Now, for some steps you can take to increase the balance in your life. 1) List your various roles and show by percentage how successful you think you are in fulfilling that role. For example, CAREER, 80%; FAMILY, 60%; HEALTH, 40%, and so on. Bringing the present state of imbalance into your awareness is the first step in changing the situation for the better. The areas with the lowest percentage are the areas that need the most work. The areas with the highest percentage show where you are devoting most of your time.
2) Decide how you can divert time from high percentage areas to low percentage areas. As an example, you may want to divert time from your CAREER to your FAMILY. You can do this by eliminating wasted time, developing your time (life) management skills, working more efficiently, and wresting control of your job rather than letting it control you.
3) Whenever possible, perform several roles at once. For example, if your family joins friends for a volleyball game at the park, you can fulfil several roles at once: LEISURE, FAMILY, FRIENDS, HEALTH (exercise), and SPIRITUALITY (by getting in touch with nature and enjoying a sunset in the park). Moreover, if your friend is from work, you would also develop your CAREER role as well.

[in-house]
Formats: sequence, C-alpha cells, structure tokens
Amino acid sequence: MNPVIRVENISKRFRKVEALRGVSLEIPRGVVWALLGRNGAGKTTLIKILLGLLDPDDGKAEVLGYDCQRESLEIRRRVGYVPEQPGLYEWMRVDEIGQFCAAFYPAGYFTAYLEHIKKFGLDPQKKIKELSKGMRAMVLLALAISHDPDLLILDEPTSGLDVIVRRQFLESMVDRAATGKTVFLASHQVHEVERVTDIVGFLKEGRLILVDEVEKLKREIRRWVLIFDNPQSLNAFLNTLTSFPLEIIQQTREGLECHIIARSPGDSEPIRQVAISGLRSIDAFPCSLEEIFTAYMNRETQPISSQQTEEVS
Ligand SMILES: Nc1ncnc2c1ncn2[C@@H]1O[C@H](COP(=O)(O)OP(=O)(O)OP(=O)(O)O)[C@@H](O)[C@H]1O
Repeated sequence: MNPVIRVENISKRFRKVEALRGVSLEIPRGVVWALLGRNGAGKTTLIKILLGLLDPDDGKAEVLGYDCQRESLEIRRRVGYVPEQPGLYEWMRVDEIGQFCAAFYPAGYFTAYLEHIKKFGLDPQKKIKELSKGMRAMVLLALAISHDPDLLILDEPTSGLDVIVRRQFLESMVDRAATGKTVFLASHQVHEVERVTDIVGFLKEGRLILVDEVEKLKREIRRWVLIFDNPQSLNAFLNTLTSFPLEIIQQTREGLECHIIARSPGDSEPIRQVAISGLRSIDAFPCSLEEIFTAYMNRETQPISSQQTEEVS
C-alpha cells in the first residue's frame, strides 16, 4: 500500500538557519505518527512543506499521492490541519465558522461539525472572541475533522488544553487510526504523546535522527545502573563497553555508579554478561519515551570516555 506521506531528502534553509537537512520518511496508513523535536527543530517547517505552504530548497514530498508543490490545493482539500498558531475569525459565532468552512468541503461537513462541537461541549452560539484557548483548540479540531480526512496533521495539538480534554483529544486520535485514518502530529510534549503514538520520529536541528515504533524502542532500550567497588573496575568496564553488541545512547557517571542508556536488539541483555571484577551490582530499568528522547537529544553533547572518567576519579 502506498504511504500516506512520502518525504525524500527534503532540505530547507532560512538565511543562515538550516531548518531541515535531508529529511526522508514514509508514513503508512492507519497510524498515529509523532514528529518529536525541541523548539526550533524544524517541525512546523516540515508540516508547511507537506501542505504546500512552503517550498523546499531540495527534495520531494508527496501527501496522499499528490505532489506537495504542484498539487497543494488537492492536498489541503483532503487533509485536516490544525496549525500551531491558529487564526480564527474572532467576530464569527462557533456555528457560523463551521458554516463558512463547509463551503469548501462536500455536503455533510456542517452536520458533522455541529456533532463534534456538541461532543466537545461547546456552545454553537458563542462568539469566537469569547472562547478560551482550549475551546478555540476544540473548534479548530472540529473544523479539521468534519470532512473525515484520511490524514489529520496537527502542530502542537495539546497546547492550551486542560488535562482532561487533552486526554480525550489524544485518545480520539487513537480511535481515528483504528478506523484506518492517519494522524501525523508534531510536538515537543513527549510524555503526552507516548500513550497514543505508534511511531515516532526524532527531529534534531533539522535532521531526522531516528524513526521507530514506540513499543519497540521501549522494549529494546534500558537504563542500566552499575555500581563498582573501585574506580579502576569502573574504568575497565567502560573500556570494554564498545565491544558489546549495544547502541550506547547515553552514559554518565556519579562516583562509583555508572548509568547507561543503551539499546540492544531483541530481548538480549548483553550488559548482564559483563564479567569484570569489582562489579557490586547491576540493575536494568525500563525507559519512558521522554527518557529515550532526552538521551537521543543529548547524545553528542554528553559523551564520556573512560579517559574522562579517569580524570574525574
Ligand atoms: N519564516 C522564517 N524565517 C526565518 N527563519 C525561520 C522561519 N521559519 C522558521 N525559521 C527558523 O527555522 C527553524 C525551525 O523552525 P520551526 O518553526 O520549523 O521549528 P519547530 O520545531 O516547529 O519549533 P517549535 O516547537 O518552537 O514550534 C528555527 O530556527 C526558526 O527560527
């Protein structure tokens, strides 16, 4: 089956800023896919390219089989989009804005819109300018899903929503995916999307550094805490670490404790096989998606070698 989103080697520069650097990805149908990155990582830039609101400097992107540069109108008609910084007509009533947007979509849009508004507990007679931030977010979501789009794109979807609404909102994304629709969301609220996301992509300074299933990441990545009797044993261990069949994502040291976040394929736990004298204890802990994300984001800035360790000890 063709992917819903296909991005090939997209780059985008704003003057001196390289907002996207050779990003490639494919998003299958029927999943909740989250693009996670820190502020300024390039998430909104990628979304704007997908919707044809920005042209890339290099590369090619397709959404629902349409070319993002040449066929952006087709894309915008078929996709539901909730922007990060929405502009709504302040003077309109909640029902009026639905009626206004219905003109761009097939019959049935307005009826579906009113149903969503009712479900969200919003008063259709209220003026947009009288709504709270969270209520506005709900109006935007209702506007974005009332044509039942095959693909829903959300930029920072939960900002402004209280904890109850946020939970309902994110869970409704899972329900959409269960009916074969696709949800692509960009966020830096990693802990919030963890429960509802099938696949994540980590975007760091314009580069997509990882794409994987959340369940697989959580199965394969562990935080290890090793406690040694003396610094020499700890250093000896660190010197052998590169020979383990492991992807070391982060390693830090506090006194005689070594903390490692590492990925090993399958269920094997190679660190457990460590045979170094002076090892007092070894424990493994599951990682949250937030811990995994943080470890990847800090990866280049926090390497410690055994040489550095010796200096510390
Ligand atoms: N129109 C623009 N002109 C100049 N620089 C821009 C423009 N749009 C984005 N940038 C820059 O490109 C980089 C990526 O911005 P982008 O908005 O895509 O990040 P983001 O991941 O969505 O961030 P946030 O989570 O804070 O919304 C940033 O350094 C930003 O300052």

4) Take control of your life by making deliberate choices. Carefully weigh the costs of living with imbalance. Take corrective action where necessary, and regularly monitor and fine-tune your progress.
5) Remember, we are all unique. It is unreasonable to expect everyone to perfectly balance each role in life. After all, part of our uniqueness lies in how we interpret what roles are the most important to us. Great artists, for example, may be consumed by their craft, spending little time elsewhere. Yes, their lives are imbalanced, but of great value to society. So, the important lesson is not about balancing our lives perfectly, but about balancing them in a manner that best expresses our potential and role on earth.
6) Follow the simple laws of BE, DO, and HAVE. You’ve got to BE self-disciplined to DO the necessary steps to balance your life. And when you do so, you will HAVE balance, peace, and contentment.
7) Here is some good advice taken from “How to Be a Happy Parent…In Spite of Your Children,” written by Fred G. Gosman, “Finding the perfect balance is getting harder and harder. We need to teach our children to be cautious without imparting fear, to learn right from wrong without being judgmental, to be assertive but not pushy, to stick to routines without sacrificing spontaneity, and to be determined but not stubborn.”